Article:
And if Conor Hourihane had any little faith in his right-foot, Ireland would have led at the break. Hourihane pounced on some rare dozy Dane defending but didn’t quite have enough time to open his body up to curl a left-footer past Danish keeper Kasper Schmeichel, who stopped the shot like a long-leg fielder aware that the batsmen weren’t looking for a second run. Three minutes later, Browne fizzed a right-footer inches wide, with Schmeichel seemingly letting it go for four (that’s the last cricket reference, I promise).
The second half was a touch more expansive. But Eriksen was still in post-Real Madrid transfer breakdown-mode. So when the game started to get “stretched,” Ireland had less to fear than usual. And, as RTE presenter Darragh Maloney noted, they had “a rake of half-chances.” Egan’s replacement Ciaran Clark was, we were over-informed, in better scoring form for Newcastle than their strikers. And his 48th-minute header nearly put him in better goalscoring form than Ireland’s strikers (15 different scorers in McCarthy’s second reign, we were also over-informed).
McCarthy’s attacking replacement of Whelan with Callum Robinson on 68 minutes was therefore transparently correct in the context of the game. But within five minutes it turned from match-winner to game-chaser. McCarthy has never been one for V-shaped offside traps. So the untimely emergence of one, just as Martin Braithwaite toe-ended Henrik Dalsgaard’s cross past the underused Randolph, was a bigger surprise than the fact of the goal itself.
SKY co-commentator ‘whispering’ John O’Shea was a puzzled former centre-half as he wondered who had “run off” Ireland’s defence and how they weren’t offside. And he groaned for a nation over replay footage of his successor centre-back Shane Duffy resembling someone checking his phone near the penalty SPOT and clearly mishearing the instructions as the rest of the defence pushed out to the edge of the penalty BOX. (RTE blamed right-back Matt Doherty for not tracking Braithwaite’s run but that seemed harsh).
Still, Duffy has so often been Ireland’s last-ditch defensive hero, and he scored Ireland’s arguably unmerited 85th-minute equaliser in Copenhagen in June. So we can forgive the dozy git this one error… Especially as Ireland then eschewed their normal panic attack strategy of long balls and pushing centre-backs forward. Instead, with sub Sean Maguire a zippy presence in the final third and teen striker Aaron Connolly missed more than ever, Ireland patiently regained their composure, played themselves back into contention and fashioned their campaign’s third 85th-minute equaliser.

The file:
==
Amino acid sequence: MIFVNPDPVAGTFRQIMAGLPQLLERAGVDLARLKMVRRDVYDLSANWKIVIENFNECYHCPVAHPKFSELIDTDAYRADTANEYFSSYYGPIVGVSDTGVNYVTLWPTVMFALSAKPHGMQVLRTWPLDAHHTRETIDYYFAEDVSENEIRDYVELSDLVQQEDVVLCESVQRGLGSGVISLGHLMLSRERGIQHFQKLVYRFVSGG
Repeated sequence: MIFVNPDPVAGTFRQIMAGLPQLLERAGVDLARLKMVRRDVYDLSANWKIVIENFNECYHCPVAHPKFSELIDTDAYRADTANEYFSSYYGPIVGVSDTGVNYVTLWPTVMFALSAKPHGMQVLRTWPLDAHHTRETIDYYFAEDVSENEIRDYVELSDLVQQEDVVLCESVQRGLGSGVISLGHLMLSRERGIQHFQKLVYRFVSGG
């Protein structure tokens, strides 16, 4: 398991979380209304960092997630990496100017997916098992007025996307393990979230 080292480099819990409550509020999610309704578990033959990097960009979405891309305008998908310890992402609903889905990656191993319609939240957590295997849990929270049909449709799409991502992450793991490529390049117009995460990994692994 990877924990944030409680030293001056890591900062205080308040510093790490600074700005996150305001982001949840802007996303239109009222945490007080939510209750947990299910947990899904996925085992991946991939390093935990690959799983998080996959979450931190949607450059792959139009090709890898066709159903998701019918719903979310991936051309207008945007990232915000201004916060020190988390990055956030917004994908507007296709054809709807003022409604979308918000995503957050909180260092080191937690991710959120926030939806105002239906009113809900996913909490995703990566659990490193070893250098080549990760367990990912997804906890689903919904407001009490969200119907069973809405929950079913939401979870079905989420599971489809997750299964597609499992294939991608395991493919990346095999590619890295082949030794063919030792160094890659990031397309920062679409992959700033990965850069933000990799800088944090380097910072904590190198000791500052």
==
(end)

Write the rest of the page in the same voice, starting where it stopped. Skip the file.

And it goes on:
Doherty’s best display for Ireland had already ensured that skipper Seamus Coleman was minimally missed when he semi-drilled in a cross which Denmark barely cleared. And when left-back Enda Stevens clipped the ball in again, Doherty had joined the six-yard box party sufficiently late and un-noticed to plant a downward header past Schmeichel. A goal which simultaneously gave Ireland hope and, being exclusively fashioned by full-backs, exposed their goalscoring problems.
Denmark couldn’t fashion a clear chance in added time, as Ireland hurtled forward in numbers, partly because James McClean started playing like he was twins, sliding in at right-back at one stage. But Ireland couldn’t fashion one either, without the one requisite lucky penalty-box break. And Schmeichel was more bothered by a missile from the knobhead section of the crowd than Stevens’ lash at a late loose ball, which headed for Wicklow as McCarthy nearly did himself a mischief with an anguished pirouette back-and-across his technical area.